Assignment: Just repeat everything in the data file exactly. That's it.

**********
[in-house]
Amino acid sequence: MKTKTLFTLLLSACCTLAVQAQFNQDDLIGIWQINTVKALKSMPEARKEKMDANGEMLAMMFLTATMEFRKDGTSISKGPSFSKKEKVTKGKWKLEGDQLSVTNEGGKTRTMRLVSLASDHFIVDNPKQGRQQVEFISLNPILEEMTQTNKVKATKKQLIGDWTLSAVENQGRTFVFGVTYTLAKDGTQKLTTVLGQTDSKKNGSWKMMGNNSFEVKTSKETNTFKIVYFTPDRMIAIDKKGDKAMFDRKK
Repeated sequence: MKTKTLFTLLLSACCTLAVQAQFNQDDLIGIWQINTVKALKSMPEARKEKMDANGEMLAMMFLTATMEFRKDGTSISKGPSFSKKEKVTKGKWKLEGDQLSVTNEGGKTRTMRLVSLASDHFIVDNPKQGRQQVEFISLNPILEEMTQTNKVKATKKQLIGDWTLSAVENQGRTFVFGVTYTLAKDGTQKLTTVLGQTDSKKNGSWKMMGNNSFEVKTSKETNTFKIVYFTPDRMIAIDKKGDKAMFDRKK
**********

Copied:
[in-house]
Amino acid sequence: MKTKTLFTLLLSACCTLAVQAQFNQDDLIGIWQINTVKALKSMPEARKEKMDANGEMLAMMFLTATMEFRKDGTSISKGPSFSKKEKVTKGKWKLEGDQLSVTNEGGKTRTMRLVSLASDHFIVDNPKQGRQQVEFISLNPILEEMTQTNKVKATKKQLIGDWTLSAVENQGRTFVFGVTYTLAKDGTQKLTTVLGQTDSKKNGSWKMMGNNSFEVKTSKETNTFKIVYFTPDRMIAIDKKGDKAMFDRKK
Repeated sequence: MKTKTLFTLLLSACCTLAVQAQFNQDDLIGIWQINTVKALKSMPEARKEKMDANGEMLAMMFLTATMEFRKDGTSISKGPSFSKKEKVTKGKWKLEGDQLSVTNEGGKTRTMRLVSLASDHFIVDNPKQGRQQVEFISLNPILEEMTQTNKVKATKKQLIGDWTLSAVENQGRTFVFGVTYTLAKDGTQKLTTVLGQTDSKKNGSWKMMGNNSFEVKTSKETNTFKIVYFTPDRMIAIDKKGDKAMFDRKK